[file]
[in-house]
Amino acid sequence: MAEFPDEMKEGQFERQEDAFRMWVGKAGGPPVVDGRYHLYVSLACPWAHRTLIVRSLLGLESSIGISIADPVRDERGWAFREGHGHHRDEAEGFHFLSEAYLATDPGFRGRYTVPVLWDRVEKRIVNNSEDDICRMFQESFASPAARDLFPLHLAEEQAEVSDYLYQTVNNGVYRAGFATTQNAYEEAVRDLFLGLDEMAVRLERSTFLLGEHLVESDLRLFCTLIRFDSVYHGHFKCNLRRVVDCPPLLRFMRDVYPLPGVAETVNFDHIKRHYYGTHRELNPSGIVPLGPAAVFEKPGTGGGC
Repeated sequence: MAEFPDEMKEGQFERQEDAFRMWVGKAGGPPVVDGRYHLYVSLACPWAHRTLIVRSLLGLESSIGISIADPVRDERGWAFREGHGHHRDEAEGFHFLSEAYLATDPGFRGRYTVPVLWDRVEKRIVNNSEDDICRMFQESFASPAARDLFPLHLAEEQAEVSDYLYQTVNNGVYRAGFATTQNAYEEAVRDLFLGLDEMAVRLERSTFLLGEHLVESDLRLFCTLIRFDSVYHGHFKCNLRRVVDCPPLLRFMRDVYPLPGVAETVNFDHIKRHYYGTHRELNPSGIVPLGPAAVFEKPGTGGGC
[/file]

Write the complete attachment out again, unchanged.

[in-house]
Amino acid sequence: MAEFPDEMKEGQFERQEDAFRMWVGKAGGPPVVDGRYHLYVSLACPWAHRTLIVRSLLGLESSIGISIADPVRDERGWAFREGHGHHRDEAEGFHFLSEAYLATDPGFRGRYTVPVLWDRVEKRIVNNSEDDICRMFQESFASPAARDLFPLHLAEEQAEVSDYLYQTVNNGVYRAGFATTQNAYEEAVRDLFLGLDEMAVRLERSTFLLGEHLVESDLRLFCTLIRFDSVYHGHFKCNLRRVVDCPPLLRFMRDVYPLPGVAETVNFDHIKRHYYGTHRELNPSGIVPLGPAAVFEKPGTGGGC
Repeated sequence: MAEFPDEMKEGQFERQEDAFRMWVGKAGGPPVVDGRYHLYVSLACPWAHRTLIVRSLLGLESSIGISIADPVRDERGWAFREGHGHHRDEAEGFHFLSEAYLATDPGFRGRYTVPVLWDRVEKRIVNNSEDDICRMFQESFASPAARDLFPLHLAEEQAEVSDYLYQTVNNGVYRAGFATTQNAYEEAVRDLFLGLDEMAVRLERSTFLLGEHLVESDLRLFCTLIRFDSVYHGHFKCNLRRVVDCPPLLRFMRDVYPLPGVAETVNFDHIKRHYYGTHRELNPSGIVPLGPAAVFEKPGTGGGC